Life at № 42
A constant refrain of the out campaigners seems to be the EU’s red tape and how Europe interferes with British law. On occasion they go on to say the UK has been taken to court 23 times for failing to implement EU legislation. It’s interesting to note that they never expand much on the concept.
The truth is most member states have been taken to court for various reasons. When the Spanish government allowed banks to sell dodgy financial products and the Spanish courts didn’t protect Spanish consumers- the EU courts were the only recourse. This past month it was the EU court who said that Spain’s fast-track-eviction law had been abused by a number of banks who wanted to increase their profits.
When Italy was allowing the refuse of the Lazio landfill to go untreated creating a verifiable hazard to human life, it was the EU who had to step in. When Germany failed to create legislation curtailing water pollution by fertilizers, it was the EU who had to step in. When the UK failed to protect its citizens by not implementing air pollution controls, it was the EU who stepped in. And when France singled out Roma gypsies for deportation a few years ago, it was the EU who stepped in.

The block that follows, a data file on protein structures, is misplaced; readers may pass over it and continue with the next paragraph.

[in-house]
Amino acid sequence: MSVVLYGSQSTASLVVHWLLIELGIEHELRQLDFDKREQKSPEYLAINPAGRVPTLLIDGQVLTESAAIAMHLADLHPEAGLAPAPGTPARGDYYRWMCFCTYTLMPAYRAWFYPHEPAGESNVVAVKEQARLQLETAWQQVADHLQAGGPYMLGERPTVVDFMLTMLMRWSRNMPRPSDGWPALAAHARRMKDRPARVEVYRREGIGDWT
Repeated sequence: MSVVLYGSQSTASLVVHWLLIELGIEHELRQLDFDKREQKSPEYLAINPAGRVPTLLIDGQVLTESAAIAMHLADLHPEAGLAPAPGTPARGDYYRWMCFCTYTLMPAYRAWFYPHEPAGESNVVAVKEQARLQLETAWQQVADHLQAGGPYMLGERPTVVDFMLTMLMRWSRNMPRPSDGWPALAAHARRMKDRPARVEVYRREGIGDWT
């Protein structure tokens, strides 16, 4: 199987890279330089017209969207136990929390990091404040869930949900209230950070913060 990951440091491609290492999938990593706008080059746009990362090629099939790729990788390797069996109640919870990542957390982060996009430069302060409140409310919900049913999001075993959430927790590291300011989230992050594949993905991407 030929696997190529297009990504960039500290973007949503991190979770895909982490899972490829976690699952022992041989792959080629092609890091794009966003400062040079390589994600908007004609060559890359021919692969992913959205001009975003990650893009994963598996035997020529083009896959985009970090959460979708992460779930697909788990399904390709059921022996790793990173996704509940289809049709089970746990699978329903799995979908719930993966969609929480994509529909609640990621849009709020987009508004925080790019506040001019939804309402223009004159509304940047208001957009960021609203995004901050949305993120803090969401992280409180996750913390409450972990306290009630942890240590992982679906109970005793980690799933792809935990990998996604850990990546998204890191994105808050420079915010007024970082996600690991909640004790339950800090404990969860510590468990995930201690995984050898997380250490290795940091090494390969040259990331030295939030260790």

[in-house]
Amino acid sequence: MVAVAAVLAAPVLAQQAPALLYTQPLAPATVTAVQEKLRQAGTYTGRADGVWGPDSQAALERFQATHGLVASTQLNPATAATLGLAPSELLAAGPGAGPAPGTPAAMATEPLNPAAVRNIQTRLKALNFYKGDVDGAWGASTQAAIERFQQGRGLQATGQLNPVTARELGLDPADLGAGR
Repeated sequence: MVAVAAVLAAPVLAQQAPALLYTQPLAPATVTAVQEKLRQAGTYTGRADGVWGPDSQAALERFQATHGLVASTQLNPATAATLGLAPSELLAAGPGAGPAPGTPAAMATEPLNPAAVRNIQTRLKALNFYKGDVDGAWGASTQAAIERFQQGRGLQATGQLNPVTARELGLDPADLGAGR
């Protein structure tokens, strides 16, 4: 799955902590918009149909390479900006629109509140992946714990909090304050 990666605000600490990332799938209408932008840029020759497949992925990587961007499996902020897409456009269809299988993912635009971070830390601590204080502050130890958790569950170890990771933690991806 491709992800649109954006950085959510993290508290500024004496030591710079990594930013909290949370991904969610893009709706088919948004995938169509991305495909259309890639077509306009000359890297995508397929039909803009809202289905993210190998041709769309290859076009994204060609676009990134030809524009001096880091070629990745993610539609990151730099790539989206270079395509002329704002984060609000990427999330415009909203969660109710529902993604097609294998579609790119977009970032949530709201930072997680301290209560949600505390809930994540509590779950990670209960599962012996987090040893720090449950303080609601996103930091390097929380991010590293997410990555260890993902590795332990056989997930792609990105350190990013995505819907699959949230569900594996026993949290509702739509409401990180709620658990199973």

What we see again and again are national governments embracing agendas that are not in the best interest of their citizens. Before the EU we had nowhere to go, no one to turn to- no recourse. An independent third party arbitrator guarantees at least a chance of fairness. So the next time you see the Brexit cartoon above, ask yourself what that judge might have been doing that got him handcuffed?
I mean really- was he *handcuffed* by the statutory right to a paid holiday? The EU legal limit on the number of hours employees can be required to work? Or did he have a problem with EU laws that prevent employers discriminating against workers who are disabled? If there are people in our countries who believe those are constraints and intolerable meddling in sovereignty we should be asking ourselves what they envision for the future?